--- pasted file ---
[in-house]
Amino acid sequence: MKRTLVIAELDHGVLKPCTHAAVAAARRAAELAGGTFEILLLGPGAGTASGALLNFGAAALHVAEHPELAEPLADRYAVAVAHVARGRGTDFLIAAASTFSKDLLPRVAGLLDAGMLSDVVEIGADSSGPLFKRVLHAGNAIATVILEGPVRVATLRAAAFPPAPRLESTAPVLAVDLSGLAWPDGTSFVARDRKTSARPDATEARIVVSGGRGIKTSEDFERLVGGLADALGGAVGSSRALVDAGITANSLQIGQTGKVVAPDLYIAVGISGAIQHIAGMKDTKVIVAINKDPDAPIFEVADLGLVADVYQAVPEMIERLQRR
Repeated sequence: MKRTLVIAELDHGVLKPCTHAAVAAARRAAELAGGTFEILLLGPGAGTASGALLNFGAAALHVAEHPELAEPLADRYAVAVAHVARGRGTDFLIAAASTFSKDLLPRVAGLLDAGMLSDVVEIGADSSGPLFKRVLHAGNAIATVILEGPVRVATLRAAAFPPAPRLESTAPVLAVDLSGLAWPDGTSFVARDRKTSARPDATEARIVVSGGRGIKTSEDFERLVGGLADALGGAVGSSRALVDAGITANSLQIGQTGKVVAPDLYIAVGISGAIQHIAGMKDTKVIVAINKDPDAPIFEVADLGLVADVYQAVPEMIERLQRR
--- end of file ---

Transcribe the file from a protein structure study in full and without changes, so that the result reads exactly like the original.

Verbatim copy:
[in-house]
Amino acid sequence: MKRTLVIAELDHGVLKPCTHAAVAAARRAAELAGGTFEILLLGPGAGTASGALLNFGAAALHVAEHPELAEPLADRYAVAVAHVARGRGTDFLIAAASTFSKDLLPRVAGLLDAGMLSDVVEIGADSSGPLFKRVLHAGNAIATVILEGPVRVATLRAAAFPPAPRLESTAPVLAVDLSGLAWPDGTSFVARDRKTSARPDATEARIVVSGGRGIKTSEDFERLVGGLADALGGAVGSSRALVDAGITANSLQIGQTGKVVAPDLYIAVGISGAIQHIAGMKDTKVIVAINKDPDAPIFEVADLGLVADVYQAVPEMIERLQRR
Repeated sequence: MKRTLVIAELDHGVLKPCTHAAVAAARRAAELAGGTFEILLLGPGAGTASGALLNFGAAALHVAEHPELAEPLADRYAVAVAHVARGRGTDFLIAAASTFSKDLLPRVAGLLDAGMLSDVVEIGADSSGPLFKRVLHAGNAIATVILEGPVRVATLRAAAFPPAPRLESTAPVLAVDLSGLAWPDGTSFVARDRKTSARPDATEARIVVSGGRGIKTSEDFERLVGGLADALGGAVGSSRALVDAGITANSLQIGQTGKVVAPDLYIAVGISGAIQHIAGMKDTKVIVAINKDPDAPIFEVADLGLVADVYQAVPEMIERLQRR